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    I've reached a time in my life that I don't like either one. Being a senior citizen, I go for a folding saw. Easier, safer, and works for both cutting and splitting wood for campfire. I go camping, and lumbering operations don't come into the picture. The saw works fast, is lift weight to carry in a pack, and doesn't make chopping noises. To me, quiet is good. Also, if injured, a saw can be used easier with one hand/arm out of action. For longer trips, a Sven saw and spare blade in the pack is lighter than a hatchet. Broken down, it fits in a tube.
     
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  12. Narcosynthesis

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    It depends on what you are cutting...

    For solid wood you need to chop through, the axe will be the more efficient tool - a smaller weighted head will give you a more powerful swing, and because there is more material behind the cutting edge it will stand up better to the abuse of being sung at a relatively solid piece of wood better.

    For clearing brush and lighter weight, but more dense material, the machete will be the superior tool - it won't be able to chop through such thick branches as the axe, but what it can get through it will do more quickly and more efficiently - the larger blade means you can clear more in one swing, and the lighter weight makes for a more maneuverable tool when you are on the move clearing brush.

    There is of course the axe alternative in the form of the saw - for cutting through branches it can often be quicker and less tiring than swinging an axe, and are available in small folding models that are lighter weight and easier to carry than axes when hiking or carrying gear. A different use again - poor for bringing down a tree for example, but brilliant for cutting already felled wood.

    As mentioned above, in the US there will be a general North/South divide in which is most appropriate based on the most common foliage in the areas - more jungle based down South, more open forests such as pine in the North.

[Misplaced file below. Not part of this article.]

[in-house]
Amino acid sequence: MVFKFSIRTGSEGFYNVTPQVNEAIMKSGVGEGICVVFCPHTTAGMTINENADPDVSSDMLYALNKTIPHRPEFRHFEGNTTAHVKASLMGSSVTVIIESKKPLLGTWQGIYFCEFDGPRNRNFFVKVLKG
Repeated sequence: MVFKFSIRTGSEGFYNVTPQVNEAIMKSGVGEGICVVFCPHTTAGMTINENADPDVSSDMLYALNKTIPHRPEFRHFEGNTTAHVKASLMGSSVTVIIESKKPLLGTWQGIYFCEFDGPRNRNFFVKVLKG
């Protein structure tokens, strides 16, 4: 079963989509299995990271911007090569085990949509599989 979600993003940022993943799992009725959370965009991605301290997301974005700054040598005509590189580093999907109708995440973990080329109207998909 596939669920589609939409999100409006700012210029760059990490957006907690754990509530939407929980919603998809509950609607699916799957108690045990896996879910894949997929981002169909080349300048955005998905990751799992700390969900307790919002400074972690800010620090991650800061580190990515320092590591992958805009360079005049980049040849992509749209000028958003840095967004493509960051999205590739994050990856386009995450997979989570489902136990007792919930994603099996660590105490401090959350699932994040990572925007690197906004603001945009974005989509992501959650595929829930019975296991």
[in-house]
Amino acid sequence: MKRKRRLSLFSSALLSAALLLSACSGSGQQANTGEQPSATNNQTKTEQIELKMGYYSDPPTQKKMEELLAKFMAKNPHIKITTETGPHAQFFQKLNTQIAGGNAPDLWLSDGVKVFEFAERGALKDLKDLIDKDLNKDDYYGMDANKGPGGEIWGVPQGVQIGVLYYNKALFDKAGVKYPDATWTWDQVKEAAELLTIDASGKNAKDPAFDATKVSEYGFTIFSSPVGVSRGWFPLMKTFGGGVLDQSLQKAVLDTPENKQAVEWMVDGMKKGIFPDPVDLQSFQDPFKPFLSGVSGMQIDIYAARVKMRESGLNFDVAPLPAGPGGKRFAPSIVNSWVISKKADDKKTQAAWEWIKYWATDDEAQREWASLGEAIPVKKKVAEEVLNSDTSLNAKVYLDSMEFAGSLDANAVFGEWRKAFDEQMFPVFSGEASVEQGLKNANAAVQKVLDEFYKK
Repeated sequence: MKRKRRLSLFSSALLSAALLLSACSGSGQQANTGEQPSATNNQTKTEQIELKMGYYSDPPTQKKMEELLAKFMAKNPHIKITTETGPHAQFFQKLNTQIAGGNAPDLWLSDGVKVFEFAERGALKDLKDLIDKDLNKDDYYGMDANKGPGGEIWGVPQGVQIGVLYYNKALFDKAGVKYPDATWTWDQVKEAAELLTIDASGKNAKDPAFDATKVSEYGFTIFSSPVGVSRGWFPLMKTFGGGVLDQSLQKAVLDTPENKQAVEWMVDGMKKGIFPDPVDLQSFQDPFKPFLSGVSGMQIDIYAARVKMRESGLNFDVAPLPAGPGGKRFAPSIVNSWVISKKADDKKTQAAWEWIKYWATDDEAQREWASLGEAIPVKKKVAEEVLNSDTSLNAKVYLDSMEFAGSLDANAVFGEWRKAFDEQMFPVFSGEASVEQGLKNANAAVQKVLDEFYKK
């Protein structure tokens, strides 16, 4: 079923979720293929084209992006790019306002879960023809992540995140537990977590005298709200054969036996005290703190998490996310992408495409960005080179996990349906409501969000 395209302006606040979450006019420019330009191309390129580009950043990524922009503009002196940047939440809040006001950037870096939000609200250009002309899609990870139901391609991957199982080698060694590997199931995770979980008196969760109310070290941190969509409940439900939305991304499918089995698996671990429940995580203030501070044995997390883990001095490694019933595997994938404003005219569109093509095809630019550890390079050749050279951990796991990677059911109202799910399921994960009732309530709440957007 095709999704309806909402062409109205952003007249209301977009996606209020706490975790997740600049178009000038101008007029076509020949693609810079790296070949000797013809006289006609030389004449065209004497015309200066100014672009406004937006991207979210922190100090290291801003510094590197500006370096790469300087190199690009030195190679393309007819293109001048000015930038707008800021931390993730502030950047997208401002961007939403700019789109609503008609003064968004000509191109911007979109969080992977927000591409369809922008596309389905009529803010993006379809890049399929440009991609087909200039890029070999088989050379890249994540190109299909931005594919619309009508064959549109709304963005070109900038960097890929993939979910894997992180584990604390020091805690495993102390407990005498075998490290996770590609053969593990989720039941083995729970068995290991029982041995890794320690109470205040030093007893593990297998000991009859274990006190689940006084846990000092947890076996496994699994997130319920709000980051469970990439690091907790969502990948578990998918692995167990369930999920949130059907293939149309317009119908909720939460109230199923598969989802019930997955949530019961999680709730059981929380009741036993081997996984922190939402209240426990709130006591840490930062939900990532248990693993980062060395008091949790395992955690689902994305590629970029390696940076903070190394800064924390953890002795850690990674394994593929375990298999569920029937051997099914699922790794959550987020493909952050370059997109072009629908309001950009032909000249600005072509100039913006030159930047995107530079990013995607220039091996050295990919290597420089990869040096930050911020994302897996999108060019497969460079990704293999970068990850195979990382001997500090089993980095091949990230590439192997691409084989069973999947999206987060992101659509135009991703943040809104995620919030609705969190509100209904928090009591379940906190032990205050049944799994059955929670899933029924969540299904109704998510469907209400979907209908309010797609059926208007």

I am not sure it really needs said, but both tools are enhanced by the addition of a smaller blade alongside them - a smaller folding or fixed blade for small scale and more delicate tasks - cooking, carving, cutting stuff like cord and all the other points where a larger tool becomes very unwieldy.
     
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  13. Yetitrician

    Yetitrician Loaded Pockets

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    2 hawks tomahawk and a BHK bushcrafter north woods

    condor golok machette and bushcrafter south woods
     
  14. Mumbojumboo
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    Mumbojumboo EDC Junkie!!!!!

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    hatchet and 3 1/2 inch knife. Oregon
     
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  15. goosefacer
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    goosefacer EDC Junkie!!!!!

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    Machete all day everyday. Love my axes, but they don't see a lot of use.
     
  16. mole

    mole EDC Junkie!!!!!

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    tried machete, kukri, rifleman s hawk, folding saw during the last 10 years or so. folding saw is the most practical, kukri the most versatile (but you get strange looks when you reenter civilization....) i also tried other big and heavy knives (bowie et al.) but kukri style for me works best AND its somewhere in between machete and axe and big knife.
    (location central europe)
     
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  17. Valerian

    Valerian Tea-powered admin

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    Like sungame said, there's not much use for a machete in Scandinavian woods. I have one, but I don't think I've ever used it beyond trying it out. I prefer a sturdier Fiskars billhook for clearing brush or cutting branches off tree trunks, but I rarely do either.

    The bottom line is that with a machete, you can lop off branches, but with an axe, you can bring down the whole tree.
     
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  18. MartyMcC

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    If i had to cut one handed machete wins, two handed give me an axe (full sized tomahawk). Years ago when I need to clear bush or scrub
    I used a slasher which is basically a machete with a five foot handle. But they are hard to come by these days
     
  19. quietconundrum
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  20. billybag
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    I have an X7 i use for making bigger kindling smaller splitting you will be surprised at what it will do.
    The X7 is my go to of all the Fiskars gear I have.

    I have the X5 it gets used for clearing along with the Fiskars brush axe. Used them last week to clear for a tree stand.
    The X5 is great for one handed small kindling and things like that.
    Also have the X11 and X17 splitters and the X15 chopper.

    Yes I like Fiskar. They take abuse, keep and edge and ask for more.